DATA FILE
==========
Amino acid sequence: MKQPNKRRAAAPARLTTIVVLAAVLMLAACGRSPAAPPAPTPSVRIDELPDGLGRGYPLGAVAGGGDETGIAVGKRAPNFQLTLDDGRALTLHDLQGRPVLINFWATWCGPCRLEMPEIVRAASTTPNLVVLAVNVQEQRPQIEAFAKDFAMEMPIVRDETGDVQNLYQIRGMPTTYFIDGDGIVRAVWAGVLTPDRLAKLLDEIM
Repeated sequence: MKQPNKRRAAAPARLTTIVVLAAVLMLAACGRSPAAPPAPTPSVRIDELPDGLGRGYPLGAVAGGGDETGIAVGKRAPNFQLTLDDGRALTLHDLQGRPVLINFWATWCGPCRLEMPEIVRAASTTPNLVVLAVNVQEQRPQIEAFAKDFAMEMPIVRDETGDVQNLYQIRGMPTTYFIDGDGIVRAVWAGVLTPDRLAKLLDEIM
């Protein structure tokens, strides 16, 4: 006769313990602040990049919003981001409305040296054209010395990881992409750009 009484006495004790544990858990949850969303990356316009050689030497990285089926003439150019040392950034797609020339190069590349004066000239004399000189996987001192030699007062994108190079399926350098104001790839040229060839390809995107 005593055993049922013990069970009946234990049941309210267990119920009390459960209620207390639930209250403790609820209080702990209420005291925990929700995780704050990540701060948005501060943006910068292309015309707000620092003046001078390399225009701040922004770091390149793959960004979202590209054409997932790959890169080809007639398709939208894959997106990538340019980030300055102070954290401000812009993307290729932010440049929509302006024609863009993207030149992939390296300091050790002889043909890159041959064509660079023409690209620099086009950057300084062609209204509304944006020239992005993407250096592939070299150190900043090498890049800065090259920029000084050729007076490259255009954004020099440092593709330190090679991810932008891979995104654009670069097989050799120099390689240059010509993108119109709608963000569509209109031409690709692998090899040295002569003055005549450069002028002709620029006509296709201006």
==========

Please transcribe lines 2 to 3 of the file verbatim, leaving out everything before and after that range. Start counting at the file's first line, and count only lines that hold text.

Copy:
Repeated sequence: MKQPNKRRAAAPARLTTIVVLAAVLMLAACGRSPAAPPAPTPSVRIDELPDGLGRGYPLGAVAGGGDETGIAVGKRAPNFQLTLDDGRALTLHDLQGRPVLINFWATWCGPCRLEMPEIVRAASTTPNLVVLAVNVQEQRPQIEAFAKDFAMEMPIVRDETGDVQNLYQIRGMPTTYFIDGDGIVRAVWAGVLTPDRLAKLLDEIM
């Protein structure tokens, strides 16, 4: 006769313990602040990049919003981001409305040296054209010395990881992409750009 009484006495004790544990858990949850969303990356316009050689030497990285089926003439150019040392950034797609020339190069590349004066000239004399000189996987001192030699007062994108190079399926350098104001790839040229060839390809995107 005593055993049922013990069970009946234990049941309210267990119920009390459960209620207390639930209250403790609820209080702990209420005291925990929700995780704050990540701060948005501060943006910068292309015309707000620092003046001078390399225009701040922004770091390149793959960004979202590209054409997932790959890169080809007639398709939208894959997106990538340019980030300055102070954290401000812009993307290729932010440049929509302006024609863009993207030149992939390296300091050790002889043909890159041959064509660079023409690209620099086009950057300084062609209204509304944006020239992005993407250096592939070299150190900043090498890049800065090259920029000084050729007076490259255009954004020099440092593709330190090679991810932008891979995104654009670069097989050799120099390689240059010509993108119109709608963000569509209109031409690709692998090899040295002569003055005549450069002028002709620029006509296709201006």